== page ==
Indian Corn Cakes
Sweet corn takes on a whole new meaning with Mary's ripe recipe. Her corncobs look delightfully like the real thingexcept they're made of cake, frosting and peanut butter candies! "These treats really brighten up the Thanksgiving table," comments Mary. "And they're so easy to make. Children can help with this project, too. They'll have fun putting the 'kernels' onand eating a few as we
8 ServingsPrep: 40 min. Bake: 35 min. + cooling
- 1 package (9 ounces) yellow cake mix
- 1/2 cup finely chopped nuts
- 1 can (16 ounces) vanilla frosting
- 2 packages (16 ounces each) Reese's pieces
- Dried corn husks
- Prepare cake batter according to package directions; add nuts. Grease
- and flour a 9-in. round baking pan; add batter and bake as directed.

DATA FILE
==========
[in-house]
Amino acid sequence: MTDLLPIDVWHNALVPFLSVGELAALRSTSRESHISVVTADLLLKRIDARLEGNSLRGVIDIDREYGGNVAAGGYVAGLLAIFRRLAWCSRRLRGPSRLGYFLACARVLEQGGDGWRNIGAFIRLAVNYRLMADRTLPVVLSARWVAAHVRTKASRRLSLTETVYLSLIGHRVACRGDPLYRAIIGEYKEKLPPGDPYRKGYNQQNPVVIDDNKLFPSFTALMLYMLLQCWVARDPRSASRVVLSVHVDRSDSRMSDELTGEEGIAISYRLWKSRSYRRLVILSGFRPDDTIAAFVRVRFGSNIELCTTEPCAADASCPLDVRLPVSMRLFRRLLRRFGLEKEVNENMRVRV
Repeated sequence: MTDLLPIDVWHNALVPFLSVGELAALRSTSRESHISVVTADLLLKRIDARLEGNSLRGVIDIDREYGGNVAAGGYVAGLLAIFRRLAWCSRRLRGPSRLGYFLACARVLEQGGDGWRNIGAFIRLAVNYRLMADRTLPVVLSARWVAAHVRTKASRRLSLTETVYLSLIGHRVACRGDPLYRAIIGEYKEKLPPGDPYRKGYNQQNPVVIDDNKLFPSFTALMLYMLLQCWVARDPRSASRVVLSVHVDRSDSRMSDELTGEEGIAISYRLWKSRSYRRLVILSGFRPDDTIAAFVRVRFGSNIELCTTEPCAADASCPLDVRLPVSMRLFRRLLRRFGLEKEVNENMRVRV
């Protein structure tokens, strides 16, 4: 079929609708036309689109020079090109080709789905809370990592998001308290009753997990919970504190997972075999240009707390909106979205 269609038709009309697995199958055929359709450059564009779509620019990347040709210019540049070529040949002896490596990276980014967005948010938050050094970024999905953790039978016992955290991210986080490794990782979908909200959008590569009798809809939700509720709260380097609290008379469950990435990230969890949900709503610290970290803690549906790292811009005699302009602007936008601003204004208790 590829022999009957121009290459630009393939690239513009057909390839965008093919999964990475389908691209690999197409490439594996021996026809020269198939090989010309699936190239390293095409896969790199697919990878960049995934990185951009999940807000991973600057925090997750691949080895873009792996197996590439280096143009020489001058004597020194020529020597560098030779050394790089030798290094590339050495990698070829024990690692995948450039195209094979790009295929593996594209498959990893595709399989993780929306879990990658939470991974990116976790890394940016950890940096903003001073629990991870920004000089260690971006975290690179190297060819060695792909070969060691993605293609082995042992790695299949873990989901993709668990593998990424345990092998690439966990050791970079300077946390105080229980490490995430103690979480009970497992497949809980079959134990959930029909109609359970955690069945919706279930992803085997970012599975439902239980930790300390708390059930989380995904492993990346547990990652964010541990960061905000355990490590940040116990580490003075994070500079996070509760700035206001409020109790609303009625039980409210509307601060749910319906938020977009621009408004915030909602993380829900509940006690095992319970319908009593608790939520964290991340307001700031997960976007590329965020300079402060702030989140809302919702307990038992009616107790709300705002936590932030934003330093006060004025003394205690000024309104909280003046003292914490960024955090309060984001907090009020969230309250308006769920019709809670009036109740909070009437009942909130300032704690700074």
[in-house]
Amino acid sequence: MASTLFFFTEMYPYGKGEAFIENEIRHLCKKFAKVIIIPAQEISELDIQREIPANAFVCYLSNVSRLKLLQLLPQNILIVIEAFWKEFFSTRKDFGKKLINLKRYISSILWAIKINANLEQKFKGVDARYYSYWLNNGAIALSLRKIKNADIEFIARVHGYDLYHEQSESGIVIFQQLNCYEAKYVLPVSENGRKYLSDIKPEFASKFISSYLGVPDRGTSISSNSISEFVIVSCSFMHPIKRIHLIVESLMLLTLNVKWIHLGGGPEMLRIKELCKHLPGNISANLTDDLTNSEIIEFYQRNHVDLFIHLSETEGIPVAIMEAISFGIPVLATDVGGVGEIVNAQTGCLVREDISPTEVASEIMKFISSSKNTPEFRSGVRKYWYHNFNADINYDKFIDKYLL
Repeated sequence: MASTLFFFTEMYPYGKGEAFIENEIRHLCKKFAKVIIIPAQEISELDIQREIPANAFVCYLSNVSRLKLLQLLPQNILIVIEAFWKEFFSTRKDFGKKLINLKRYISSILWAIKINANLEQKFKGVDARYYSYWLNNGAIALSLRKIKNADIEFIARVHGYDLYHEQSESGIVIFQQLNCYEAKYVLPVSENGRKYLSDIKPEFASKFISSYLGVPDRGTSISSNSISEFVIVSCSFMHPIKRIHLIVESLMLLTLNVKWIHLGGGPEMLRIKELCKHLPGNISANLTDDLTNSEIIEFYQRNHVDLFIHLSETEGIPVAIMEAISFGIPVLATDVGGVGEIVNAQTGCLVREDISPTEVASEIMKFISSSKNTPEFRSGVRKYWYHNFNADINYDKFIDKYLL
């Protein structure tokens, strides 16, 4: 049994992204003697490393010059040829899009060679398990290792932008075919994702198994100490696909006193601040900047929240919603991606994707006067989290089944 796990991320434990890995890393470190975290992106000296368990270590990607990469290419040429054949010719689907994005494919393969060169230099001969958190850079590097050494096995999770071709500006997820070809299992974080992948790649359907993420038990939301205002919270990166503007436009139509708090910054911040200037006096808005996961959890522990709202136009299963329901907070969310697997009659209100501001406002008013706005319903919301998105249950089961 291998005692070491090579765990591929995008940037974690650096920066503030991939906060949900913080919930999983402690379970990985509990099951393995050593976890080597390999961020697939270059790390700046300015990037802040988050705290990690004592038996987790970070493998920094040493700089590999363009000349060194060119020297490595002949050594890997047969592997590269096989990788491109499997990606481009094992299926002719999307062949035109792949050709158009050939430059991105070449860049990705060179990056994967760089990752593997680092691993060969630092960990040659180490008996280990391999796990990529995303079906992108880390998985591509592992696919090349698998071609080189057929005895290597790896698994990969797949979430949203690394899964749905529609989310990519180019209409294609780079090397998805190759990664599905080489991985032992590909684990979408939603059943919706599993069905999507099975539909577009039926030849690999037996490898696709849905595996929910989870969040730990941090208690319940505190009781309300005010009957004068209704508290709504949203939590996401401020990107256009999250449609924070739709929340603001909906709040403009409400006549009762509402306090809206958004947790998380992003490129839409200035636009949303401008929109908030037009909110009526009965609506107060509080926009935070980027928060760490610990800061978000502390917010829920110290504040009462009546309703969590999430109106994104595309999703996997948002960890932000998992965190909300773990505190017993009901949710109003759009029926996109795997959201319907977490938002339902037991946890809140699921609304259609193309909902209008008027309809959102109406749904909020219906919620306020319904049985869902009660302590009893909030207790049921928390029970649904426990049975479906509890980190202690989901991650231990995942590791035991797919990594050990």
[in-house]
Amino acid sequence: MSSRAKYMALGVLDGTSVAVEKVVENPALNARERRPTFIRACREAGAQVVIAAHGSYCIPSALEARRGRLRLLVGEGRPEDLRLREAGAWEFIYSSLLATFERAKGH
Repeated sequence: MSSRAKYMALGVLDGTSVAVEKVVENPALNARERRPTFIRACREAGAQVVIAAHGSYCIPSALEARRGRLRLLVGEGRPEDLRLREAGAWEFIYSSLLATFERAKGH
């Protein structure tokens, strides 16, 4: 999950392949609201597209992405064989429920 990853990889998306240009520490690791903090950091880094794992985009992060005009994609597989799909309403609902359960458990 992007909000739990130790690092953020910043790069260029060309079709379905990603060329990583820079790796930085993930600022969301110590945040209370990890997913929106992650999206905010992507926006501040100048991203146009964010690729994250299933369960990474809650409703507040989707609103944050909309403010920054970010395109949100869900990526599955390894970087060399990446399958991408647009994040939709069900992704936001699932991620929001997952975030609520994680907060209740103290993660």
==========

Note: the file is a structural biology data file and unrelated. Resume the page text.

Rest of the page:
- Cool for 10 minutes.
- Remove cake from pan to a wire rack to cool completely. Freeze the
- cake for easier cutting. Cut the cake into ears of corn (see Fig. 1
- at right). Set aside the remaining cake for another use.
- Place cakes on a serving platter or covered board. Frost tops and
- sides with 1-1/2 cups frosting. Decorate tops, sides and bottom ends
- of each ear with Reese's pieces. Cut corn husks into 8- to 12-in.
- lengths. Attach to cakes using additional frosting. Gently pull the
- husks together in the middle and tie with twine. Yield: 8 servings.
Crafterthoughts Don’t have Reese’s Pieces candies on hand? Try decorating the cakes with M&M’s or candy corn instead. To make individual treats for guests, simply form “mini” corncobs by cutting smaller pieces of cake and paper twist.
Finished size: Not including paper twist pieces, the middle cake shown in the photo